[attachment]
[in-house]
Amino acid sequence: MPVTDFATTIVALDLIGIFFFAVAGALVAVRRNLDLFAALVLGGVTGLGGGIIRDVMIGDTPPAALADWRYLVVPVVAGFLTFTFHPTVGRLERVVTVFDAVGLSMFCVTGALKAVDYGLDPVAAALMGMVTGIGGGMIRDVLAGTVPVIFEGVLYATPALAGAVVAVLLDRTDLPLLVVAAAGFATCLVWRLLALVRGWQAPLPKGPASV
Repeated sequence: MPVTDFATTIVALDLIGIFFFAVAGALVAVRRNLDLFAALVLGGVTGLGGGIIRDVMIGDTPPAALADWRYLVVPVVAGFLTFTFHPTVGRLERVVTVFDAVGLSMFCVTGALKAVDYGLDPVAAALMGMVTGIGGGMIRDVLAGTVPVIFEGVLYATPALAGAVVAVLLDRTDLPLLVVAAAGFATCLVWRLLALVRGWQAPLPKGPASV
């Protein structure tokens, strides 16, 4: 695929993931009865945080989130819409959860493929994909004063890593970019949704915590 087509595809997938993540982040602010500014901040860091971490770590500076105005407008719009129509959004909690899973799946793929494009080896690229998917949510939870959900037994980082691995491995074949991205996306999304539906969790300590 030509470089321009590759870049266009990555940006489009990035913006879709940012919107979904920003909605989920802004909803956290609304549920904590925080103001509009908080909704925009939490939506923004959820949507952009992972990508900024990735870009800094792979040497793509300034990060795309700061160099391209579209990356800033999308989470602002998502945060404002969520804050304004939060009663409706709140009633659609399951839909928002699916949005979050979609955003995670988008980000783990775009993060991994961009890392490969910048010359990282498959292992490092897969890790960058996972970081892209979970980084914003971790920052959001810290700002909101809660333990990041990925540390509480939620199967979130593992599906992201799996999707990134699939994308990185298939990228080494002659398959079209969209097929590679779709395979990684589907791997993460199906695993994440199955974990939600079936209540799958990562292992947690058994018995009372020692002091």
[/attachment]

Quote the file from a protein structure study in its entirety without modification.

[in-house]
Amino acid sequence: MPVTDFATTIVALDLIGIFFFAVAGALVAVRRNLDLFAALVLGGVTGLGGGIIRDVMIGDTPPAALADWRYLVVPVVAGFLTFTFHPTVGRLERVVTVFDAVGLSMFCVTGALKAVDYGLDPVAAALMGMVTGIGGGMIRDVLAGTVPVIFEGVLYATPALAGAVVAVLLDRTDLPLLVVAAAGFATCLVWRLLALVRGWQAPLPKGPASV
Repeated sequence: MPVTDFATTIVALDLIGIFFFAVAGALVAVRRNLDLFAALVLGGVTGLGGGIIRDVMIGDTPPAALADWRYLVVPVVAGFLTFTFHPTVGRLERVVTVFDAVGLSMFCVTGALKAVDYGLDPVAAALMGMVTGIGGGMIRDVLAGTVPVIFEGVLYATPALAGAVVAVLLDRTDLPLLVVAAAGFATCLVWRLLALVRGWQAPLPKGPASV
């Protein structure tokens, strides 16, 4: 695929993931009865945080989130819409959860493929994909004063890593970019949704915590 087509595809997938993540982040602010500014901040860091971490770590500076105005407008719009129509959004909690899973799946793929494009080896690229998917949510939870959900037994980082691995491995074949991205996306999304539906969790300590 030509470089321009590759870049266009990555940006489009990035913006879709940012919107979904920003909605989920802004909803956290609304549920904590925080103001509009908080909704925009939490939506923004959820949507952009992972990508900024990735870009800094792979040497793509300034990060795309700061160099391209579209990356800033999308989470602002998502945060404002969520804050304004939060009663409706709140009633659609399951839909928002699916949005979050979609955003995670988008980000783990775009993060991994961009890392490969910048010359990282498959292992490092897969890790960058996972970081892209979970980084914003971790920052959001810290700002909101809660333990990041990925540390509480939620199967979130593992599906992201799996999707990134699939994308990185298939990228080494002659398959079209969209097929590679779709395979990684589907791997993460199906695993994440199955974990939600079936209540799958990562292992947690058994018995009372020692002091």